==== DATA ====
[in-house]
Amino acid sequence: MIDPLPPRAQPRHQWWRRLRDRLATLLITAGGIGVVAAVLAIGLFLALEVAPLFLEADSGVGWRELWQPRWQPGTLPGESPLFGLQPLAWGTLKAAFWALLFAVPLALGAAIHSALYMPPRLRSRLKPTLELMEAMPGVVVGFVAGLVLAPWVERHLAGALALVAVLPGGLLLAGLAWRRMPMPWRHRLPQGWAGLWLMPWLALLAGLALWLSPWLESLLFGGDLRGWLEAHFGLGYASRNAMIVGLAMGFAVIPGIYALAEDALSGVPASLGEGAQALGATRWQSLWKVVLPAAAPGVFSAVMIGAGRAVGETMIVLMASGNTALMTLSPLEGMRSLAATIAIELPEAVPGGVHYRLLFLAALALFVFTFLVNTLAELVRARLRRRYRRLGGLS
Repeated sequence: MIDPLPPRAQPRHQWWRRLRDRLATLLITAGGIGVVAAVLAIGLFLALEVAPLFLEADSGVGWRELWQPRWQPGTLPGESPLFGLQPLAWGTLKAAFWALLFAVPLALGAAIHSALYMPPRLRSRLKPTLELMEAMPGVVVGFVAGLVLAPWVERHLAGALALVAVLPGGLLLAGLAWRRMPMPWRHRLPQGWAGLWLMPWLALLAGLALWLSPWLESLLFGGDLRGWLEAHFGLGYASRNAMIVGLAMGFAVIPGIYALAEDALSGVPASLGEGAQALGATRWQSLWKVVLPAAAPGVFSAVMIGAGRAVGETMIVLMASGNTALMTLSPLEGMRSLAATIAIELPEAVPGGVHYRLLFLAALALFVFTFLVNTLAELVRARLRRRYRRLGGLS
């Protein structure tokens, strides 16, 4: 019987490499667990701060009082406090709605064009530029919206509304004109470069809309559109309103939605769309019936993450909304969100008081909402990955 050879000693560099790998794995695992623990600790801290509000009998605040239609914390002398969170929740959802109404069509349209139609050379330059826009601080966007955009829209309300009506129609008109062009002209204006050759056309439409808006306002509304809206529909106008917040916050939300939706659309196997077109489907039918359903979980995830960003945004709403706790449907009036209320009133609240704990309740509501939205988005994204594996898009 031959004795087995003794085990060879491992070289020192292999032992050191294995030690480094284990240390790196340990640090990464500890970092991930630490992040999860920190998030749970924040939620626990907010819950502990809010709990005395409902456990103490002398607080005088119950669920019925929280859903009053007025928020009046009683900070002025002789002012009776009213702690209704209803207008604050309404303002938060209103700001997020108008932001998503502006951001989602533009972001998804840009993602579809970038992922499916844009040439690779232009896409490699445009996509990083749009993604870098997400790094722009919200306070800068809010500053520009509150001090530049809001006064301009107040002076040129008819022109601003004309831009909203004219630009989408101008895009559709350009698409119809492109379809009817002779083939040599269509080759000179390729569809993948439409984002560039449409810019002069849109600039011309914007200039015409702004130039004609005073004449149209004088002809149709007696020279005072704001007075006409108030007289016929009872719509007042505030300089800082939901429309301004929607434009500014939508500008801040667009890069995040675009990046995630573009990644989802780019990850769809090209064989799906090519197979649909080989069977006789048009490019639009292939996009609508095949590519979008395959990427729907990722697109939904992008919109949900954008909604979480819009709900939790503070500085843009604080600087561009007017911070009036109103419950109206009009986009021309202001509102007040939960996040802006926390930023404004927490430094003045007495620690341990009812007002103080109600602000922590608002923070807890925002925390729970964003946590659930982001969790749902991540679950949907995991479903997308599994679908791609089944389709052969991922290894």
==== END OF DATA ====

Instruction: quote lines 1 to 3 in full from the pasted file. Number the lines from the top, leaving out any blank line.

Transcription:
[in-house]
Amino acid sequence: MIDPLPPRAQPRHQWWRRLRDRLATLLITAGGIGVVAAVLAIGLFLALEVAPLFLEADSGVGWRELWQPRWQPGTLPGESPLFGLQPLAWGTLKAAFWALLFAVPLALGAAIHSALYMPPRLRSRLKPTLELMEAMPGVVVGFVAGLVLAPWVERHLAGALALVAVLPGGLLLAGLAWRRMPMPWRHRLPQGWAGLWLMPWLALLAGLALWLSPWLESLLFGGDLRGWLEAHFGLGYASRNAMIVGLAMGFAVIPGIYALAEDALSGVPASLGEGAQALGATRWQSLWKVVLPAAAPGVFSAVMIGAGRAVGETMIVLMASGNTALMTLSPLEGMRSLAATIAIELPEAVPGGVHYRLLFLAALALFVFTFLVNTLAELVRARLRRRYRRLGGLS
Repeated sequence: MIDPLPPRAQPRHQWWRRLRDRLATLLITAGGIGVVAAVLAIGLFLALEVAPLFLEADSGVGWRELWQPRWQPGTLPGESPLFGLQPLAWGTLKAAFWALLFAVPLALGAAIHSALYMPPRLRSRLKPTLELMEAMPGVVVGFVAGLVLAPWVERHLAGALALVAVLPGGLLLAGLAWRRMPMPWRHRLPQGWAGLWLMPWLALLAGLALWLSPWLESLLFGGDLRGWLEAHFGLGYASRNAMIVGLAMGFAVIPGIYALAEDALSGVPASLGEGAQALGATRWQSLWKVVLPAAAPGVFSAVMIGAGRAVGETMIVLMASGNTALMTLSPLEGMRSLAATIAIELPEAVPGGVHYRLLFLAALALFVFTFLVNTLAELVRARLRRRYRRLGGLS